How Cutting City Jobs Equals Bumper Bonuses
The financial crisis in 2008 brought a common phrase into the country’s vocabulary: bankers’ bonuses. The phrase encapsulated everything that was to blame for the economic situation, as the people responsible for the terrible financial mess the country found itself in were continuing to get rewarded for their risky behaviour. Meanwhile everyone outside of the City was forced to put up with cuts to public services, a freeze on salaries or perhaps even being made redundant.
Whenever bonuses for top executives were announced there would be an uproar, and politicians would perform a careful balancing act, wanting to be seen on the side of the public without calling for bonuses to be banned outright (perhaps primarily because doing so would have shown just how impotent they were in this matter).
The unfairness of bankers’ bonuses
It was inevitable that bankers’ bonuses were to become synonymous with unfairness as people looked for someone to blame. At a time when everyone was supposed to be in it together, those that still got their bumper bonuses – the ones that are commonly thought to be the reason people were in ‘it’ to begin with – seemed to be better off than before. Since we associate bankers’ bonuses with the unfair, it shouldn’t come as any surprise that the latest scandal surrounding bonuses concerns how HR managers in the City are being given huge financial rewards at a time when they are cutting thousands of jobs.
Demising and right-sizing
Many have criticised not only the fact that such cuts are being made, but the way in which they’re being made. Rather than being forthright about making redundancies, many of the biggest and most prominent banks have used ridiculous euphemisms that will only have added insult to those that are facing the job cuts. In April 2013 HSBC announced in a press release that they were ‘demising the roles of 942 relationship managers’. This would account for less than a third of total redundancies – or demises as the bank might prefer to call it.
Meanwhile, in February those in charge at Barclays chose to talk about how cutting 3,700 jobs was a way of ‘right-sizing’ their business. Of course, most people would simply call it down-sizing, but then maybe the bank thought the negative connotations of ‘down’ might have had an adverse impact on investors. Whatever the reasoning, the thousands of employees that lost their jobs are unlikely to have taken any comfort from the fact that bank bosses tried to put a positive spin on such a devastating day for them.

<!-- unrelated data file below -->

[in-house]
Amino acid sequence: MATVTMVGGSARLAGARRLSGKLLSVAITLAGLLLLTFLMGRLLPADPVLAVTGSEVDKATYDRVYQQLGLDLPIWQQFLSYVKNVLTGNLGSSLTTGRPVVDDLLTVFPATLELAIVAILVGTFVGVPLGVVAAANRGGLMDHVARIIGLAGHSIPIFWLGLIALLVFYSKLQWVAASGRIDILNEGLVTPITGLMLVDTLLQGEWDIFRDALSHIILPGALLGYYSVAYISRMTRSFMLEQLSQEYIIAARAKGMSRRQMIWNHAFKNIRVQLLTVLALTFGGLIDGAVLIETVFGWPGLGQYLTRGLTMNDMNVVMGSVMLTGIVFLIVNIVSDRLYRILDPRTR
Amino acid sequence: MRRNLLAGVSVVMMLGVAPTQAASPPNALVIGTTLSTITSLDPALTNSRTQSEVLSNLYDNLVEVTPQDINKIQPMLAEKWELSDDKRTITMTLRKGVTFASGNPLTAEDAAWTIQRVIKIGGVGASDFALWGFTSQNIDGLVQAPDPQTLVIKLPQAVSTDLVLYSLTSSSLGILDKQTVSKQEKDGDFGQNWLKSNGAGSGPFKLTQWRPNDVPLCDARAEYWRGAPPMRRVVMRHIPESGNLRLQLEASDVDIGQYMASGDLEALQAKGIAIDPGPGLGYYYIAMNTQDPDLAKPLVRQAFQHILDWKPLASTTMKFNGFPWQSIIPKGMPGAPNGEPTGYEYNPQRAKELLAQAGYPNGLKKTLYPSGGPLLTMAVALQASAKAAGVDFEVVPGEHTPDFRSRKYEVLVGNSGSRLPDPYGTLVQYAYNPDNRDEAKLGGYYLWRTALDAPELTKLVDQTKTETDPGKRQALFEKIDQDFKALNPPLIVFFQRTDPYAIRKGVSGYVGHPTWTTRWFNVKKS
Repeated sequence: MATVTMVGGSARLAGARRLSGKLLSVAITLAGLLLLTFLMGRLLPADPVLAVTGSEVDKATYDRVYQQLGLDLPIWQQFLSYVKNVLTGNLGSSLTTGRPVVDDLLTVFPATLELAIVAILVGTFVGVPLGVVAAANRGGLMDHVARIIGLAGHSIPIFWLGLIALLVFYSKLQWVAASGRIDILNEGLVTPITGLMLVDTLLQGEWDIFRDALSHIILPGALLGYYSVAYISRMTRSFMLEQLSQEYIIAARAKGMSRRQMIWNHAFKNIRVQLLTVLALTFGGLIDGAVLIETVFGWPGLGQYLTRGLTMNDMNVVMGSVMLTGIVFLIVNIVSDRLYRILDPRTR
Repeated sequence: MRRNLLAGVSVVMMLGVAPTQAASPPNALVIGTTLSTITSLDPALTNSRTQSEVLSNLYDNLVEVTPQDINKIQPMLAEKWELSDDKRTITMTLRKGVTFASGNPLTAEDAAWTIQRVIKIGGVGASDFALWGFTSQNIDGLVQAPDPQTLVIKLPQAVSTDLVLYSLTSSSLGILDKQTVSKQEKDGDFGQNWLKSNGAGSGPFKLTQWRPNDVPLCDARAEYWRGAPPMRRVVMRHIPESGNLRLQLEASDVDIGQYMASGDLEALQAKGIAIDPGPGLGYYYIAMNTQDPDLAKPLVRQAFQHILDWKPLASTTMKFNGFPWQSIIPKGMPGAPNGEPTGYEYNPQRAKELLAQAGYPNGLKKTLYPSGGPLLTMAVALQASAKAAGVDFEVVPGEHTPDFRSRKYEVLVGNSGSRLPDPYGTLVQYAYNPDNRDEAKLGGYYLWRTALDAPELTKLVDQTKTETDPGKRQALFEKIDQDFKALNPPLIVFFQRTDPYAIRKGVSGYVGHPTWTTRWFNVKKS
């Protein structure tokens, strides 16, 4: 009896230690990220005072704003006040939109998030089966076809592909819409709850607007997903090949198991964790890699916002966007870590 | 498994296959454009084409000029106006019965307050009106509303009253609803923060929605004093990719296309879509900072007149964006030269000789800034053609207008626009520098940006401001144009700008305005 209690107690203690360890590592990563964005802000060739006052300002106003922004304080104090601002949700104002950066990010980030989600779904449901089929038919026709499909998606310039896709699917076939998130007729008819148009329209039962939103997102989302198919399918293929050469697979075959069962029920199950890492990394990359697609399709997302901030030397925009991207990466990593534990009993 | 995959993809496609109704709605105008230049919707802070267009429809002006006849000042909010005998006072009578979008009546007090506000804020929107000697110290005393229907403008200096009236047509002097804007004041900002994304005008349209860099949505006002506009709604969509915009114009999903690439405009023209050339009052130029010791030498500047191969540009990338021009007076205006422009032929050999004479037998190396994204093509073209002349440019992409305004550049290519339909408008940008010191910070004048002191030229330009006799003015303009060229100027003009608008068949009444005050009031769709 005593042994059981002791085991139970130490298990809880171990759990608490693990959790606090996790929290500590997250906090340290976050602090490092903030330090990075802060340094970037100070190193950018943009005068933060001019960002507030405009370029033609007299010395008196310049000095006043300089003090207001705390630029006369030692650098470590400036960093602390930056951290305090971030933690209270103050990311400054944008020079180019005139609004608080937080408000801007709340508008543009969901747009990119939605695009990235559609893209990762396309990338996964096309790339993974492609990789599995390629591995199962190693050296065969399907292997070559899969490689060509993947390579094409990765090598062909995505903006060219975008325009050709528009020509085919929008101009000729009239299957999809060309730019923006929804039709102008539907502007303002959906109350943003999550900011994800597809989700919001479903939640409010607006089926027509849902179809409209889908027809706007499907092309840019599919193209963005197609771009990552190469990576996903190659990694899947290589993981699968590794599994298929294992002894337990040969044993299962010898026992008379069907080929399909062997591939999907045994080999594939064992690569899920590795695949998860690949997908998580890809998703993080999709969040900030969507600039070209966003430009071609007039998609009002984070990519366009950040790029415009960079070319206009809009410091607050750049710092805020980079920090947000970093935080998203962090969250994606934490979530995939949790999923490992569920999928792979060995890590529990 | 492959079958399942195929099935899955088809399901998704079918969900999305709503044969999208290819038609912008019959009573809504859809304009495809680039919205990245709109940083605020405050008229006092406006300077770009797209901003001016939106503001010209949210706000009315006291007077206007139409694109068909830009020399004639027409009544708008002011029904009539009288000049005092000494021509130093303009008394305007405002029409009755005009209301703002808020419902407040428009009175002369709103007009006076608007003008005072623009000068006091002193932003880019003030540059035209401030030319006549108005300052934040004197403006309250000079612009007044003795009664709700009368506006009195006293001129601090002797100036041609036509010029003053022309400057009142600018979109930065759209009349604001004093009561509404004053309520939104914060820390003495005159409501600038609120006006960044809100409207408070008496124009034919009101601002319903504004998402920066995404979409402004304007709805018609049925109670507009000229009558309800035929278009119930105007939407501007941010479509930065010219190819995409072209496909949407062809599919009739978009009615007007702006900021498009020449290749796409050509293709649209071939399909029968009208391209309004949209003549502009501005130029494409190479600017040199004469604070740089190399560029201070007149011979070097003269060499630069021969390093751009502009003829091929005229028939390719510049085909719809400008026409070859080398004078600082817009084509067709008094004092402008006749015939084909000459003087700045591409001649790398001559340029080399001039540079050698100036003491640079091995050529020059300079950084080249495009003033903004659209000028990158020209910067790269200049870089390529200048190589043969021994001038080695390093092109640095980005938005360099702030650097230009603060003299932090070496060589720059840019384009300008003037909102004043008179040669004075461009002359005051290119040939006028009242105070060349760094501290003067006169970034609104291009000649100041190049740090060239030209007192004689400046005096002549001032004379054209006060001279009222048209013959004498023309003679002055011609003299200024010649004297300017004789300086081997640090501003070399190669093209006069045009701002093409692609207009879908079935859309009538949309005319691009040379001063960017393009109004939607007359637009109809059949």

History repeating itself
Anybody that has followed the fortunes of the City will not be surprised to find out that HR managers are handsomely rewarded for their part in making thousands of people redundant, as the bonuses they receive on top of their generous salaries are nothing new. Even in 2011 the average bonus for the HR professional reached 18 per cent of their salary, which amounted to just under £10,000. Ironically, the UK director at international HR recruitment specialist Ortus, Stephen Menko, suggested that it was the banks’ need to hire more staff after the recession that was the driving factor in HR staff being awarded their bloated bonuses.
Bonus culture coming to an end?
Those people concerned that the bonus culture in the City is having a detrimental effect on the nation’s fortunes can at least rest easy knowing that the amount spent on bonuses has been steadily falling since 2009/2010. While more than £7.3 billion was spent in that year on bonuses, this number fell to £6.7 billion the following year and then again to £4.4 billion for 2011/2012. Meanwhile the Centre for Economics and Business Research forecast that bonuses for 2012/2013 wouldn’t amount to more than £2.3 billion. Some in the banking sector have been quick to suggest that the fall in bonuses is not good news for the nation, as these bonuses are heavily taxed and the treasury will be losing out. However, it’s clear that for many people a change in culture is needed, and the loss of funds for public services may be a price worth paying.
Indeed, the news last December that more than half of the financial professionals working in the City expected to receive a bonus that matched the previous year shows that bonuses are still perhaps taken for granted at a time when people working in other sectors may be grateful for simply keeping their jobs. It seems that if the bonus culture is coming to an end, there is still some way to go.